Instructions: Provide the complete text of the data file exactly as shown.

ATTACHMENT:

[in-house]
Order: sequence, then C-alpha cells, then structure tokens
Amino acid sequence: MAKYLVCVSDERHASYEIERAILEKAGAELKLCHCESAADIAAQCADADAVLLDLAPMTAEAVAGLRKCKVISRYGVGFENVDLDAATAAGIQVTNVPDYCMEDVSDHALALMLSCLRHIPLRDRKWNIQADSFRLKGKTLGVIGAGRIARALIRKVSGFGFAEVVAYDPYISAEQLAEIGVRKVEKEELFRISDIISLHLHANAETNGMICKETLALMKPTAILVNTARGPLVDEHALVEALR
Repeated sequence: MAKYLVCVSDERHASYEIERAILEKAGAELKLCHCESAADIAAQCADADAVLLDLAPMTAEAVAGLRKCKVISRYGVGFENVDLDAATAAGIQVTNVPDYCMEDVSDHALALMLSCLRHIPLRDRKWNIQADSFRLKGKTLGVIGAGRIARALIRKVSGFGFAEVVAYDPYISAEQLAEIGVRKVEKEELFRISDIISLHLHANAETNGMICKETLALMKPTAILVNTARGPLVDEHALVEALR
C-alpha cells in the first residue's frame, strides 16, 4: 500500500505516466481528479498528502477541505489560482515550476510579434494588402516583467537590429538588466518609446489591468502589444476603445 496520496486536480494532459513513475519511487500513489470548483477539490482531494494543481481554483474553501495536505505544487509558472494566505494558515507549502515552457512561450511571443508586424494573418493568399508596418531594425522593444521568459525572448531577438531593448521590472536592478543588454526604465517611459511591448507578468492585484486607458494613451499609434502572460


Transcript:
[in-house]
Order: sequence, then C-alpha cells, then structure tokens
Amino acid sequence: MAKYLVCVSDERHASYEIERAILEKAGAELKLCHCESAADIAAQCADADAVLLDLAPMTAEAVAGLRKCKVISRYGVGFENVDLDAATAAGIQVTNVPDYCMEDVSDHALALMLSCLRHIPLRDRKWNIQADSFRLKGKTLGVIGAGRIARALIRKVSGFGFAEVVAYDPYISAEQLAEIGVRKVEKEELFRISDIISLHLHANAETNGMICKETLALMKPTAILVNTARGPLVDEHALVEALR
Repeated sequence: MAKYLVCVSDERHASYEIERAILEKAGAELKLCHCESAADIAAQCADADAVLLDLAPMTAEAVAGLRKCKVISRYGVGFENVDLDAATAAGIQVTNVPDYCMEDVSDHALALMLSCLRHIPLRDRKWNIQADSFRLKGKTLGVIGAGRIARALIRKVSGFGFAEVVAYDPYISAEQLAEIGVRKVEKEELFRISDIISLHLHANAETNGMICKETLALMKPTAILVNTARGPLVDEHALVEALR
C-alpha cells in the first residue's frame, strides 16, 4: 500500500505516466481528479498528502477541505489560482515550476510579434494588402516583467537590429538588466518609446489591468502589444476603445 496520496486536480494532459513513475519511487500513489470548483477539490482531494494543481481554483474553501495536505505544487509558472494566505494558515507549502515552457512561450511571443508586424494573418493568399508596418531594425522593444521568459525572448531577438531593448521590472536592478543588454526604465517611459511591448507578468492585484486607458494613451499609434502572460